“Thoughts on ‘Cancel Culture'” – Scot McKnight in his newsletter: “Recently a friend sent me an article by a first amendment lawyer on cancel culture. The article is by Ken White, and he opens with this on his Substack.
Last March I wrote a self-indulgently long post airing my grievances about the term “cancel culture” and how it’s used in an unprincipled, unproductive way that discourages good discussions rather than encouraging them.
My thesis was this: (1) any productive discussion of cancel culture needs a workable definition of it, (2) any principled discussion of cancel culture must consider the free speech interests of everyone involved, not just the “first speaker,” and (3) any useful discussion of cancel culture needs specific action items — articulable things to do or not to do in order to advance “free speech culture.”
Most of us would agree with each of the three elements of his socially-responsible thesis. He chose to examine the details of a teacher at a liberal arts university who got “cancelled” in what White contends was a clear case of cancel culture at many levels. His article provides many insights.
In this case White said the case was not about first amendment but what he calls a “Free Speech Culture.” Here are again his words:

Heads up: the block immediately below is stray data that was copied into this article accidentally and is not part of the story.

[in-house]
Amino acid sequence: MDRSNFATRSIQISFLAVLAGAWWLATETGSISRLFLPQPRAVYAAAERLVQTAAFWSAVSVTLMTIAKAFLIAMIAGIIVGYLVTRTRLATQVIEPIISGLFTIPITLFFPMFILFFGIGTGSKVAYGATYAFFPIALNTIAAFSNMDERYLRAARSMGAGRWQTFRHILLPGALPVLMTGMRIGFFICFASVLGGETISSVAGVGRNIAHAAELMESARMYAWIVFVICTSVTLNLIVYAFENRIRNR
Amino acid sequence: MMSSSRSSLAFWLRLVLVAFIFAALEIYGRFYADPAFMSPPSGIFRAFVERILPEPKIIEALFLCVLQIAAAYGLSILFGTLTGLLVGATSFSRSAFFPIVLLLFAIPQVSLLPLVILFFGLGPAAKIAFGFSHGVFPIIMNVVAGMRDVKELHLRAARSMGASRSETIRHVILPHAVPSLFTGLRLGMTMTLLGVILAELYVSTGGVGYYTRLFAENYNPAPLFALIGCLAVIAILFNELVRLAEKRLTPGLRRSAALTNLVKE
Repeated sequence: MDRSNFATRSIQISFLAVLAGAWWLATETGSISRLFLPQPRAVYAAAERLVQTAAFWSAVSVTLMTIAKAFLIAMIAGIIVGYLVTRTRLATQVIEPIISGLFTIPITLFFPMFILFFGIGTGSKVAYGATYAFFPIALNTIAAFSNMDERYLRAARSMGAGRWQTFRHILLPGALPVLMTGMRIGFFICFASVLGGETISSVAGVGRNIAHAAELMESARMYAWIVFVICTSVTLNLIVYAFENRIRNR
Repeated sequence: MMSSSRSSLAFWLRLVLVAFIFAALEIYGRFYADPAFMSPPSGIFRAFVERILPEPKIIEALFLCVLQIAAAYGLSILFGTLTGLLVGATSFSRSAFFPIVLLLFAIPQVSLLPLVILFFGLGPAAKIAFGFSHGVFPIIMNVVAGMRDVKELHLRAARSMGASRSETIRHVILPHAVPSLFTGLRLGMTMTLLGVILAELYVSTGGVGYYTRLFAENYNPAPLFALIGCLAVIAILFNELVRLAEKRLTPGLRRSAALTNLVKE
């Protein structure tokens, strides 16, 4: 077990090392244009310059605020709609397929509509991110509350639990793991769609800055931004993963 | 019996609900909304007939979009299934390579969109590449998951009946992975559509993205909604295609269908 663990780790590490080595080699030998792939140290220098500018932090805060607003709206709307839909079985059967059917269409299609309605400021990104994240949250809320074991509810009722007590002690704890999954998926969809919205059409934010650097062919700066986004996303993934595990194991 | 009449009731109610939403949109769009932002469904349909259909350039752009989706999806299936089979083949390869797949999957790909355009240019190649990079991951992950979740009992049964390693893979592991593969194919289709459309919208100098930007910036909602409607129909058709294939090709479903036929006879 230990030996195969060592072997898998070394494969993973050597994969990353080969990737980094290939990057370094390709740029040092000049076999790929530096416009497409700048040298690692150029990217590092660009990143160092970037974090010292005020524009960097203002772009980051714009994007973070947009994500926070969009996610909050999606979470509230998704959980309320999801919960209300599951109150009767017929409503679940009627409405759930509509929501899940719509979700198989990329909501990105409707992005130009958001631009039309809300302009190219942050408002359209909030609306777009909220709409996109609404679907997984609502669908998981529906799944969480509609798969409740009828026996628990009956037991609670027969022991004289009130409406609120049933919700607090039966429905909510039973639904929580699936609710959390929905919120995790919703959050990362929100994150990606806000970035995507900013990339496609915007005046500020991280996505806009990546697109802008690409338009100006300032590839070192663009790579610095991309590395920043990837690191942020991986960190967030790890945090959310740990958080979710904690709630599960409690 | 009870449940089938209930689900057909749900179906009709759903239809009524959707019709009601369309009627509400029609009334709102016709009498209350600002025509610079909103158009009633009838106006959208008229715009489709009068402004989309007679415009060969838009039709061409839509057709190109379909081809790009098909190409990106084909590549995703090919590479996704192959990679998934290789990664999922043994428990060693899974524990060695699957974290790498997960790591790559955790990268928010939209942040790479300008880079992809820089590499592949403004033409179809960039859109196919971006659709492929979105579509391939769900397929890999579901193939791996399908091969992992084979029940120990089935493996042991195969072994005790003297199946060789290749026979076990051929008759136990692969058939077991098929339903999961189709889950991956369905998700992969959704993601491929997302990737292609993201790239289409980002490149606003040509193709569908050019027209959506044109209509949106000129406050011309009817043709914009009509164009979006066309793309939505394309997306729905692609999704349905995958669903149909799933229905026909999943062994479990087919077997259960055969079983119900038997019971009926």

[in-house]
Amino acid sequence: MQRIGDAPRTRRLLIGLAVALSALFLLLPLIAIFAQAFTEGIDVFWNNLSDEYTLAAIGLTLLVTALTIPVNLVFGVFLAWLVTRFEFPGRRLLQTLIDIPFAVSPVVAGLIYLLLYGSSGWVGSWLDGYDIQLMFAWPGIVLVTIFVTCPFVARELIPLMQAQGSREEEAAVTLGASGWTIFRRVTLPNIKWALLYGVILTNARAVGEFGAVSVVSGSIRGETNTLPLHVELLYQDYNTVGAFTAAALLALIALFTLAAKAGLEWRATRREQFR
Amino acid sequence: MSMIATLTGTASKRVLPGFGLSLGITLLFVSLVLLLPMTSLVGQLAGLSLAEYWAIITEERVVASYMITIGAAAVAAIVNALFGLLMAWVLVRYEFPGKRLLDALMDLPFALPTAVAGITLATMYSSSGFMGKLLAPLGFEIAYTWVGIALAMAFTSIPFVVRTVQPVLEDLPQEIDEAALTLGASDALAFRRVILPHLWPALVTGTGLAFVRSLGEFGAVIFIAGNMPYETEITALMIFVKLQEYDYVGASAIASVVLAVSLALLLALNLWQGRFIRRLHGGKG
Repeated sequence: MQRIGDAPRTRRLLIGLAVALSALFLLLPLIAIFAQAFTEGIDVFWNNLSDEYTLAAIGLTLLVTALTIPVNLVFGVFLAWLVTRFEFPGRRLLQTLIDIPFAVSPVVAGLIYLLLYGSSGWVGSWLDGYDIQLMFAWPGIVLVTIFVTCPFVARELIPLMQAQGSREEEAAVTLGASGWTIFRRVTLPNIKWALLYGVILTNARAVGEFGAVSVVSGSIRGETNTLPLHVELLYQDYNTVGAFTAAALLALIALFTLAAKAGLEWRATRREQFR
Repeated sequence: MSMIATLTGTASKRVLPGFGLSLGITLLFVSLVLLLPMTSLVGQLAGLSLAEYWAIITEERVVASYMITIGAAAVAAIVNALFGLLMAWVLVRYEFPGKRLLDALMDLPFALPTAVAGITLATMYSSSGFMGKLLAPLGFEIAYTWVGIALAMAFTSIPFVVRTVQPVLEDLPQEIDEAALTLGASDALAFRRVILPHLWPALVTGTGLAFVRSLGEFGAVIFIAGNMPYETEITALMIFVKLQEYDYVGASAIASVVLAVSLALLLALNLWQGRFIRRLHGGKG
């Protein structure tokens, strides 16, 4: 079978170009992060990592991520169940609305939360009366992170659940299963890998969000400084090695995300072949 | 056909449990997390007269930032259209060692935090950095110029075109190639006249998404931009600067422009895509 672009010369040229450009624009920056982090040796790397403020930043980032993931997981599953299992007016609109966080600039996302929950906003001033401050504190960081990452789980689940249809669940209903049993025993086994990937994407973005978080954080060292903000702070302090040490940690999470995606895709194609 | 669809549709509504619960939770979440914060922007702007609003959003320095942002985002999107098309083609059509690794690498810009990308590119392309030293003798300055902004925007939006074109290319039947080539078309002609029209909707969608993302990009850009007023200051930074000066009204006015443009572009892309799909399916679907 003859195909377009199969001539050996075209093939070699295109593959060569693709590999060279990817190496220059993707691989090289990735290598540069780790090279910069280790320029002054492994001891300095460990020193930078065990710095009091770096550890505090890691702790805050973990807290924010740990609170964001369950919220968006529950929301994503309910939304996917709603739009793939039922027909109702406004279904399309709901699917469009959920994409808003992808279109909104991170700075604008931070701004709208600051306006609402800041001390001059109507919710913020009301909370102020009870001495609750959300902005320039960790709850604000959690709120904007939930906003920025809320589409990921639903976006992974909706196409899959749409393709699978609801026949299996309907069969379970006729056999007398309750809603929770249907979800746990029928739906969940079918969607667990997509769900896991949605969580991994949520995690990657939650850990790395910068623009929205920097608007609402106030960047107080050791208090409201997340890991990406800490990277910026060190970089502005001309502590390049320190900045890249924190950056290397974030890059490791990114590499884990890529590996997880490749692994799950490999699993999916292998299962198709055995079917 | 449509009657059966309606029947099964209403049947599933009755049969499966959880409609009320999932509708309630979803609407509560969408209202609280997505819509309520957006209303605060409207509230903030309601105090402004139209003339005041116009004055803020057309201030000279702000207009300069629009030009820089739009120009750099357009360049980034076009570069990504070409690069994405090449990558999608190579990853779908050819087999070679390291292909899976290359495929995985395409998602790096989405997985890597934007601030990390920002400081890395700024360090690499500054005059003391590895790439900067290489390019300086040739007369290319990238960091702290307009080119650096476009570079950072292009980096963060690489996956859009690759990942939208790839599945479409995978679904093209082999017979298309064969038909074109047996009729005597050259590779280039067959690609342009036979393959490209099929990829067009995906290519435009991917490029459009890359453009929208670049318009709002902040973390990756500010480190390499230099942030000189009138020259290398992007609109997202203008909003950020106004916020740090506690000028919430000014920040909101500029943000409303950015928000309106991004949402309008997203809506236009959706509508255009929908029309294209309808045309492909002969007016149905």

It’s a Free Speech Culture issue — an issue about how society ought to respond to speech when we disapprove of it — and a Speech Decency issue — an issue about what speech is kind, decent, and moral.
This is where I find his take on the issue helpful:
Here’s how I’ve defined “cancel culture” — it’s “when speech is met with a response that, in my opinion, is very disproportionate.”
That’s what concerns many of us: when the punishment, judgment, decision, or verdict is disproportionate, then we begin to smell something wrong for humans in a society of toleration and respect. Disproportionality.”
“Died: Jack Hayford, Pentecostal Pastor Who Wrote ‘Majesty'” – Daniel Silliman in Christianity Today: “Jack Hayford, the Foursquare Church leader who taught evangelicals that God is enthroned in the praises of his people, died on Sunday at the age of 88. Hayford was the longtime pastor of the Church on the Way in Van Nuys, California; the author of ‘Majesty‘ and more than 500 other praise and worship songs; and the fourth president of the International Church of the Foursquare Gospel. He regularly led weeklong seminars for pastors that expanded and shaped evangelicals’ view of worship. He convinced a wide range of people not only to occasionally raise their hands while praying and accept glossolalia as a special prayer language but also, more importantly, to see worship as central to the work of the church. ‘Worship has often been misunderstood as the musical prelude,’ Hayford wrote, ‘rather than the means by which we, as the people of God, invite the dominion of his kingdom to be established on earth. Psalm 22:3 says that the king of kings is literally ‘enthroned’ in our praises. Wherever God’s people come together to worship, we become a habitation for his presence.’ Hayford was a Pentecostal bridge-builder and a pastor to pastors who did much to promote charismatic renewal practices. Even people who had historically been skeptical of Pentecostalism were drawn to Hayford.”